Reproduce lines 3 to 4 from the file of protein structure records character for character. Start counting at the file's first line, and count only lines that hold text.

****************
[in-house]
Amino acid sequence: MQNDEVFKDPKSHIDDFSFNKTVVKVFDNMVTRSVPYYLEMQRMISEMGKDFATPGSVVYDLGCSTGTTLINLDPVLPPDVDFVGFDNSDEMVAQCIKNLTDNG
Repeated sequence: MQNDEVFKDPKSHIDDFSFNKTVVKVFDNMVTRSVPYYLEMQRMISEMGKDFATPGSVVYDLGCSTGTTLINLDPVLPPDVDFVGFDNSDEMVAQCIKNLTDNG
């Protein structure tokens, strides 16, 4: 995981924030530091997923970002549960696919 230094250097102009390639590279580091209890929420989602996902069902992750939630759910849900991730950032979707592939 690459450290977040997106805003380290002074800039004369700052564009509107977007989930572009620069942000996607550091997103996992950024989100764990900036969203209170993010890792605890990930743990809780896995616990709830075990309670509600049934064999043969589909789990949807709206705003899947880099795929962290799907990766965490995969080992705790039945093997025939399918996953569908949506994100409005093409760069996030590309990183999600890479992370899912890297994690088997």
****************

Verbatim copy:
Repeated sequence: MQNDEVFKDPKSHIDDFSFNKTVVKVFDNMVTRSVPYYLEMQRMISEMGKDFATPGSVVYDLGCSTGTTLINLDPVLPPDVDFVGFDNSDEMVAQCIKNLTDNG
């Protein structure tokens, strides 16, 4: 995981924030530091997923970002549960696919 230094250097102009390639590279580091209890929420989602996902069902992750939630759910849900991730950032979707592939 690459450290977040997106805003380290002074800039004369700052564009509107977007989930572009620069942000996607550091997103996992950024989100764990900036969203209170993010890792605890990930743990809780896995616990709830075990309670509600049934064999043969589909789990949807709206705003899947880099795929962290799907990766965490995969080992705790039945093997025939399918996953569908949506994100409005093409760069996030590309990183999600890479992370899912890297994690088997």